To date, all protocols known for the chemical transformation of filamentous fungi are based on the utilization of PEG. Figure 3 shows the influence of different concentrations of PEG on the transformation efficiency. The use of 1.0% PEG in the electroporation medium made it possible to obtain an efficiency of 435 transformants/g of DNA. This efficiency is about four times greater than electroporation without PEG. A control pulse using only PEG in the same concentration did not yield any transformants. Recently, efficient transformation of Rhodococcus fascians (Desomer et al., 1990) and Bacillus thuringiensis (Mahillon et al., 1989) has been obtained by combining PEG and electroporation.

The decreased efficiency of transformation obtained by increasing the concentration of PEG above 1% did not correlate to the survival of the OSC (data not shown). Unexpectedly, the number of transformants was lower when concentrations of PEG below 1% were used than in the control treatment without PEG. This behavior was found to be reproducible in at least three independent experiments. Volumes smaller than 400 l produced lower numbers of transformants. This result could be expected since reducing the cross-sectional area of the solution at the electrode surface increases the resistance (Shigekawa and Dower, 1988).


Conclusions
There are two major advantages of electroporation over the traditional chemical method of transformation. The first is simplicity: the OSC do not need to be purified by sorbitol gradients, and it is possible to perform many electro-transformations at one time. The second advantage we found is that electroporation is more reproducible than PEG-mediated transformation. An important difference we observed between the two methods was the stability of transformants from T. harzianum when transformed with the plasmid pAN7-1. A possible explanation for this effect could be the activation of the repair system caused by the high-voltage electric pulse.

The results presented here show that OSC from T. harzianum can be efficiently transformed by electroporation. Electroporation is rapid, easy to perform, and requires minimal sample preparation. Therefore, it may prove to be a general method useful for introducing DNA into many fungal species in addition to T. harzianum, A. nidulans (Richey et al., 1989), F. solani (Richey et al., 1989), S. cerevisiae (Delorme, 1989; Hashimoto et al., 1985; Hill, 1989; Karube et al., 1985; Meilhoc et al., 1990; Rech et al., 1990; Weaver et al., 1988), S. pombe (Hood and Stachow, 1990; Weaver et al., 1988), and D. discoideum (Dynes and Firtel, 1989; Egelhoff et al., 1989; Howard et al., 1988). This report presents possibilities to improve transformation systems that have already been described, or to transform other filamentous fungi where PEG-mediated transformation has not been achieved.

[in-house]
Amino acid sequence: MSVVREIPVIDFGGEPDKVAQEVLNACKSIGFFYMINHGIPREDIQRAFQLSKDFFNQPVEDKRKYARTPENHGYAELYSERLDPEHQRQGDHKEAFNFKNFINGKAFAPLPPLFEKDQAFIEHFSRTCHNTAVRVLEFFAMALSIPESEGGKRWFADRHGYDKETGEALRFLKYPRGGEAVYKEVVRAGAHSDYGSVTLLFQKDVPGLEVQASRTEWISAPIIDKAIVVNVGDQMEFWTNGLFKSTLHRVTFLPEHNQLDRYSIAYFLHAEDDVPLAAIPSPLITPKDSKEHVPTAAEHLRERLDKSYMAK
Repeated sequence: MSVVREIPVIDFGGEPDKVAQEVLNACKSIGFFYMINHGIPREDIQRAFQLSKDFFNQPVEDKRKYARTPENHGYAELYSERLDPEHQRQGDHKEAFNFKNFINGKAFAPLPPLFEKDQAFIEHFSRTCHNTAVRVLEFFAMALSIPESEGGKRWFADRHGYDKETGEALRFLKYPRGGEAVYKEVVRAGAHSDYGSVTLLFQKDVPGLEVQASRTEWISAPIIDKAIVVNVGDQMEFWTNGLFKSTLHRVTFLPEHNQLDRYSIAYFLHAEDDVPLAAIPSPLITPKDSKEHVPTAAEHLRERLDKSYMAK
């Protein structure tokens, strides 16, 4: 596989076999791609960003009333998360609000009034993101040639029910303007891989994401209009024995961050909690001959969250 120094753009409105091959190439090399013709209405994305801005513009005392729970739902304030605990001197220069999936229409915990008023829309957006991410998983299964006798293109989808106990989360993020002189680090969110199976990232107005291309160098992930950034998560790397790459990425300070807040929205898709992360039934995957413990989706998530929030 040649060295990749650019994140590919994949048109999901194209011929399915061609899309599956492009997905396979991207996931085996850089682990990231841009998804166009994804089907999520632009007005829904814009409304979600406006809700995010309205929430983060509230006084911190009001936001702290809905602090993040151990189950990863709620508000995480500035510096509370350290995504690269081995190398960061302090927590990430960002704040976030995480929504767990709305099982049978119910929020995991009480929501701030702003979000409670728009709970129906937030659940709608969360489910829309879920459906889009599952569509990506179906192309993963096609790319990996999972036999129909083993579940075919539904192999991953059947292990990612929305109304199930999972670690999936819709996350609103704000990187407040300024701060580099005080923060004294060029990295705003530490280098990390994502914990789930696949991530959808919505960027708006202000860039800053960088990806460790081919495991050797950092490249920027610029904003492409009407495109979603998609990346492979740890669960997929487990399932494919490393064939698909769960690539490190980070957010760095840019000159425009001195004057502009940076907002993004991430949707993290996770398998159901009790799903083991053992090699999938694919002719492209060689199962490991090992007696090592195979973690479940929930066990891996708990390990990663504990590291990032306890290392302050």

References
Delorme, E., Appl. Environ. Microbiol., 55, 2242 (1989).

Desomer, J., Dhaese, P., and Van Montagu, M., Appl. Environ. Microbiol., 56, 2818 (1990).

Dower, W. J., Miller, J. F., and Ragsdale, C. W., Nucl. Acids Res., 16, 6127 (1988).

Dynes, J. L. and Firtel, R. A., Proc. Natl. Acad. Sci. USA, 86, 7966 (1989).

Egelhoff, T. T., Brown, S. S., Manstein, D. J., and Spudich, J. A., Molec. Cell. Biol., 9, 1965 (1989).

Fster, W. and Neumann, E., Gene Transfer by Electroporation. A Practical Guide. In Neumann, E., Sowers, E. A., and Jordan, C. A., (eds) Electroporation and Electrofusion in Cell Biology, Plenum Press, New York (1989).

Fromm, M., Taylor, L. P., and Walbot., V., Proc. Natl. Acad. Sci. USA, 82, 5824 (1985).

Hashimoto, H., Morikawa, H., Yamada, Y., and Kimura, A., Appl. Microbiol. Biotechnol., 21, 336 (1985).

Herrera-Estrella, A., Goldman, G. H., and Van Montagu, M., Molec. Microbiol., 4, 839 (1990).

Hill, D. E., Nucl. Acids Res., 17, 8011 (1989).

Hood, M. T. and Stachow, C., Nucl. Acids Res., 18, 688 (1990).

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Karube, I., Tamiya, E., and Matsuoka, H., FEBS Lett., 182, 90 (1985).

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Mahillon, J., Chungjatupornchai, W., Decock, J. Dierickx, S., Michiels, F., Peferoen, M., and Joos, H., FEMS Microbiol. Lett., 60, 205 (1989).

Maniatis, T., Fritsch, E. F., and Sambrook, J., Molecular Cloning, a Laboratory Manual. Cold Spring Harbor Laboratory, New York (1982).